Neither my parents or grandparents talked much about it and so most of what I knew came from those old British “stiff upper lip steady as you go” movies and the bombsites which littered where I grew up.
These I took for granted, played on them and just occasionally wrenched “treasures” from discarded corners.
It has become a bit of a family joke, where my boys fake a London accent and lampoon me whenever I talk about playing on bombsites.
But then that was what we did. London was full of them. The rubble had been cleared away and the remnants of buildings made safe but they were everywhere.
Just across from us where a row of six houses had been hit, there was still a gigantic brick water pit, made from clearing the debris from the cellars, bricking up the sides and filling it with water to assist with fires during raids. And less than five minutes walk away was another.
Now I write about these not out of some cosy nostalgic post war reminiscences but more as a reflection on how that war had impacted on the first peace time generation and as a reminder of how those very visible signs of the conflict have all but vanished.
The bomb sites have been built on, most of the temporary air raid shelters put up in back gardens have rusted away and even the painted signs indicating public shelters are so faded that they are beyond recognition.
So it was a delightful surprise when my friend Linda told me of the discovery of a war time diary painted on two plywood boards and nailed to the coal cellar walls of her house on Claude Road. They were the work of young student at Whalley Range School who kept a record of the air raids during 1940-41.
They are a mix of what was happening here in Chorlton with descriptions of the raids on Manchester and further away. And what makes them so valuable is that they record those tiny events which never make the headlines, but are central to the lives of the small people caught up in a great moment in history.
And so on Tuesday October 9th 1940 there was from 8.23 till just gone 10 “everything with incendiaries in road behind” and on the following night “the worst yet Very prolonged Plenty of HE’s [high explosive bombs]. Lot of line bombs round here” and in the early hours of the next morning there were “incendiaries in Ville.”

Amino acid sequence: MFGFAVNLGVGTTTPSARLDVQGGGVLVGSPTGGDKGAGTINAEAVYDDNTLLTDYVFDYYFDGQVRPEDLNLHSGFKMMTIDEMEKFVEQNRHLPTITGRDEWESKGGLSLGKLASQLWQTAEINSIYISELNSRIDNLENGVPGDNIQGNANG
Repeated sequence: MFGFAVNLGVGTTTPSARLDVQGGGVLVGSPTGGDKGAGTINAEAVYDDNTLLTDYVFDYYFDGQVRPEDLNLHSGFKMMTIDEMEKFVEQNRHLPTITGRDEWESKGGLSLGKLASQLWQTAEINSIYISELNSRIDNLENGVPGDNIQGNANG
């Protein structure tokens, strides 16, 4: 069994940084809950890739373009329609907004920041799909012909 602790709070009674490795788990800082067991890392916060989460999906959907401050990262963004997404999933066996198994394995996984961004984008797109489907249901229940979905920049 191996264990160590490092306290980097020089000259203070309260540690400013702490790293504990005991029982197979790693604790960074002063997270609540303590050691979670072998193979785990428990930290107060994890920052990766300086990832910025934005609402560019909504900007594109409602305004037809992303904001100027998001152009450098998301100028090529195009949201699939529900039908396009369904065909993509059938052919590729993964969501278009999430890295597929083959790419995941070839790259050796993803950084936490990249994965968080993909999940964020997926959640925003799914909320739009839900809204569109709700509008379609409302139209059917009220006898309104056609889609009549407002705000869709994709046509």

It is easy to get a sense of the fear and the dread of the unknown. Some of the comments just refer to the “sound of guns” or “the sound of a plane” and “Explosions in the distance” as well “distant light gunfire” or “guns and bombs, but long wait in between.”
This is warfare experienced from the cellar or from the shelters, of sitting in a darkened space trying to make sense of noises which at best were some distance away and at worse getting closer.
The entries continue into the March of 1941 and then stop abruptly on the night of March 17th which is odd because according to one source Manchester continued to be bombed throughout the war and was even a target for a V1 raid on Christmas Eve 1944.
Now I know that this not the stuff of big history but it is the stuff of ordinary history. So far there is very little that has been published about the impact of the war on Chorlton, and sadly the bank of living memories have not been fully recorded.* All of which means that this compliments the little which already exists.
I am well aware that as yet I have not verified the entries but I have no reason to think that they are not accurate, and as such and until something comes up to challenge them they are a remarkable. And unlike the bombsites, air raid shelters and faded signs they are still here as testimony to a conflict experienced by a young girl.
Bomb Census Manchester, Richard Moss, www.culture24.org.uk/places+to+go/north+west/manchester/art29704
Chorlton & the Blitz, Bernard Leach, Chorlton Civic Society, 2008
Luftwaffe over Manchester, Peter J Smith, 2003,
Memories of Chorlton, Chorlton Good Neighbours 2011
And various accounts collected by me, some of which have appeared here at http://chorltonhistory.blogspot.co.uk/search/label/Chorlton%20in%20the%201940s
Picture; Barrage Balloon on the Rec by Beech Road from the collection of Alan Brown